The rich are only getting richer, and they have the important estate to prove it.
For the world’s super-wealthy — not your Angelina Jolies and George Clooneys but your billionaire CEOs and various magnates who are way wealthier than those peons — the worth tag for an appropriate home goes all the thanks to $1 billion.
Some uber-rich buyers, like Brazilian-born philanthropist Lily Safra, buy historic estates and add a couple of personal touches, like their own helipad. But many build a custom palace from the bottom up.
Bill Gates spent seven years and a couple of million dollars on his ultra-nerdy Xanadu 2.0 compound overlooking Lake Washington, and his personal seal is on everything from the high-definition monitors with changing art to the high-tech underwater audio system in his pool.
Investor Ira Rennert’s neighbors within the Hamptons weren’t too happy when he decided to create a $245 million, 110,000-square-foot manse, but he got his bowling alley and private power station all an equivalent.
Here are 10 extravagant homes with owners who really understand luxury.
The $135 million Beverly House, Beverly Hills, California
Beverly House, located three blocks from Sunset Boulevard, is currently on the marketplace for $135 million. In the meantime, renters pay $600,000 per month to urge play of the lux property. It sits on six flat acres of land and includes a slew of smaller homes additionally to the Italian- and Spanish-style, H-shaped main house.
That space features a 50-foot entry hall, intricately carved ceilings, an outsized library, wrap-around balcony, billiard saloon, recreation room with an outer terrace which will seat 400 people, an art-deco night club, cellar, two projection rooms, and spa facilities.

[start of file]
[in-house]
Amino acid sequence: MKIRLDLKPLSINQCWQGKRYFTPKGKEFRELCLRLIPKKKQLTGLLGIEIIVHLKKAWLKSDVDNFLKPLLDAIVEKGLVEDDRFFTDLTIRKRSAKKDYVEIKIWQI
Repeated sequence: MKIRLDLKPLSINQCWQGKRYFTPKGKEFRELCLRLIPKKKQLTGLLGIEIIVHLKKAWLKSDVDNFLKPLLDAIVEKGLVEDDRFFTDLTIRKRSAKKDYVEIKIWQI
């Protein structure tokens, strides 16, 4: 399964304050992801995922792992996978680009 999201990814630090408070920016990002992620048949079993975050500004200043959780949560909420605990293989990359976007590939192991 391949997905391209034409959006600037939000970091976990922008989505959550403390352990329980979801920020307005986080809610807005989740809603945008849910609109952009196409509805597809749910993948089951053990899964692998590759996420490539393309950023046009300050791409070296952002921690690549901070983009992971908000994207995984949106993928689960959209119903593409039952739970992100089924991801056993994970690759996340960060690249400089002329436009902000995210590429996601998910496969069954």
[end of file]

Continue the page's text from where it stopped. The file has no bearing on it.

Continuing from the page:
It was designed by architect Gordan Kaufmann and built by banking executive Milton Getz. In 1946, publishing mogul and “Citizen Kane” inspiration William Randolph Hearst moved in and stayed until his death in 1951. Since then, the house has become famous for its roles in films like “The Godfather” and “The Bodyguard.”
The $102 million Fleur de Lys Mansion, l. a.
This past March, the Fleur de Lys Mansion sold for $102 million, making it the highest-priced home sale so far in l. a. County. it had been first listed in 2007 when original owners David and Suzanne Saperstein finished renovating the manse, divorced and removed.
the present owner, who paid entirely in cash and has chosen to stay anonymous, is rumored to be former high-yield bond king Michael Milken, consistent with the L.A. Times.
The 12-bedroom, 15-bathroom home, which was modeled after the French castle Vaux le Vicomte when it had been inbuilt in 2002, has a 3,000-square-foot cellar with a tasting room, two-story library, commercial kitchen, cutlery room, and spacious ballroom.
The property also features a pool, spa, and tennis courts. it had been used for the film “The Green Hornet,” the ABC TV series “Big Shots” and therefore the 2008 Audi Super Bowl commercials.
The $750 million Villa Leopolda, Villefranche-sur-mer, France
When Russian billionaire Mikhail Prokhorov attempted to shop for Villa Leopolda in 2008, it had been valued at a whopping €500 million — adequate to about $750 million at the time. it had been inbuilt 1902 by Belgium’s King Leopold II, who gave it as a present to at least one of his mistresses.
Lebanese banker Edmond Safra bought the estate in 1988 and left it to his widow Lily Safra when he died in an arsonist’s fire in 1999. She’s the present owner.
The 11-bedroom, the 14-bathroom villa sits on 50 acres. It features a billboard greenhouse, outdoor kitchen, pool, and helipad. it had been used for famous films like “The Red Shoes” and “To Catch a Thief.”